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Saturday, April 2, 2016

Poet Ted Kooser

Excerpt from: Writer's Almanac

Ted Kooser was born in Ames, Iowa, in 1939. Like Wallace Stevens before him, he took a job in the insurance business, where he worked for many years. He would get up early and write poems for an hour and a half before he went to work. By the time he retired in 1999, Kooser had published seven books of poetry, including Not Coming to Be Barked At (1976), One World at a Time (1985), and Weather Central (1994). He resigned himself to being a relatively unknown poet, but he continued to write every morning. Then, in 2004, he got a phone call informing him that he had been chosen as poet laureate of the United States. He said: “I was so staggered I could barely respond. The next day, I backed the car out of the garage and tore the rear-view mirror off the driver’s side.”

Excerpt from an interview:

Where do the subjects of your poems come from? A strong sense of place is nearly always present.

All of my poems I really care about come from experiences I’ve had, things and people I’ve observed. Fiction has no place in my work. In this postmodern age I’m out of place, believing as I do that a poet is someone who actually witnesses something and truthfully reports back.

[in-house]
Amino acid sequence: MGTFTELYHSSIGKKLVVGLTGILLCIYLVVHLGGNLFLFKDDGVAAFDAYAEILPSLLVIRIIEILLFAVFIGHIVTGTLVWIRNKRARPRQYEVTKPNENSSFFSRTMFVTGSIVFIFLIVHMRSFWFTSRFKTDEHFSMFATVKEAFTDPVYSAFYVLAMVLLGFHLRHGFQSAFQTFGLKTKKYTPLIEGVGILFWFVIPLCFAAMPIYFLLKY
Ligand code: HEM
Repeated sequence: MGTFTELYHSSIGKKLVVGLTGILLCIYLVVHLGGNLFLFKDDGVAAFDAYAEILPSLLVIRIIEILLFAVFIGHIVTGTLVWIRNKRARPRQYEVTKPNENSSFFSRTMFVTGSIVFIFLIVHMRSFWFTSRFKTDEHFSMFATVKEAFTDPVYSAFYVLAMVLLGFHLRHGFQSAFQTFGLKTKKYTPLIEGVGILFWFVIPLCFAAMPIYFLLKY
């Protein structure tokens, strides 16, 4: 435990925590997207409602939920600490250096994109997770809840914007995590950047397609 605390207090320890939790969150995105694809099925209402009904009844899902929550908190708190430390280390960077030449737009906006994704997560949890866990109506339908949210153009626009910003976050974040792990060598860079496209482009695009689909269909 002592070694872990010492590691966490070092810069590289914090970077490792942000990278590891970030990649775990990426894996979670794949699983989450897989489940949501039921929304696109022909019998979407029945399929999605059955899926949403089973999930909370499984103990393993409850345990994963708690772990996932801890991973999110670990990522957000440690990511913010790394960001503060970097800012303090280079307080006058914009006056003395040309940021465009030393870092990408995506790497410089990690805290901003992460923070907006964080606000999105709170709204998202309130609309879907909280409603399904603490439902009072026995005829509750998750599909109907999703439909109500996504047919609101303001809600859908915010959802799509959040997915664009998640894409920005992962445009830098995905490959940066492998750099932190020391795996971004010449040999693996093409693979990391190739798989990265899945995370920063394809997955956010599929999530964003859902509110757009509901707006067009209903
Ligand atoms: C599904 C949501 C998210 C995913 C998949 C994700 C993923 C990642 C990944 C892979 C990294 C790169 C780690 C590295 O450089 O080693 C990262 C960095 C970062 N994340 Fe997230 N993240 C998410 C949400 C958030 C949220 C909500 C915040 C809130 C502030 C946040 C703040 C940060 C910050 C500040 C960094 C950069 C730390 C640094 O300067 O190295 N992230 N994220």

Has your idea of what poetry is changed since you began writing poems?

Yes, certainly. When I was young I subscribed to the idea that poetry was made up of elevated language, put forth in elegant forms like the sestina and villanelle and sonnet. Now I believe that poems are most effective with readers when they sound like everyday speech. Thus I moved from metrical verse over to free verse.

Can you talk about your poem “Splitting an Order,” which was recently featured on The Writer’s Almanac? It is also the title of your latest collection of poems. Can you speak about the book as a whole? How are the poems arranged? Did you enjoy the process of putting it together?

That poem had its origin when I watched an older couple in a restaurant, splitting a sandwich. I used it as my title for the book because many of those poems are about ways in which people help one another. The way my books come together is one poem at a time. I never have a plan. Day after day I try to write single poems as best I can, and then after the best of them have been in literary magazines, I spread them on the floor and shuffle them around until I feel satisfied with the arrangement. There’s the book

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Kooser served as U.S. poet laureate from 2004 to 2006, one of the first poet laureates to be selected from the Great Plains, and during that time, his book Delights & Shadows (2005) won the Pulitzer Prize for poetry. He also began a weekly newspaper column called “American Life in Poetry.” His goal was to introduce simple poems about ordinary subjects to people who might not otherwise read poetry. He lives on a 62-acre spread near Lincoln, Nebraska, with his wife, Kathleen Rutledge. His latest collection, Splitting an Order, was published by Copper Canyon Press in 2014.

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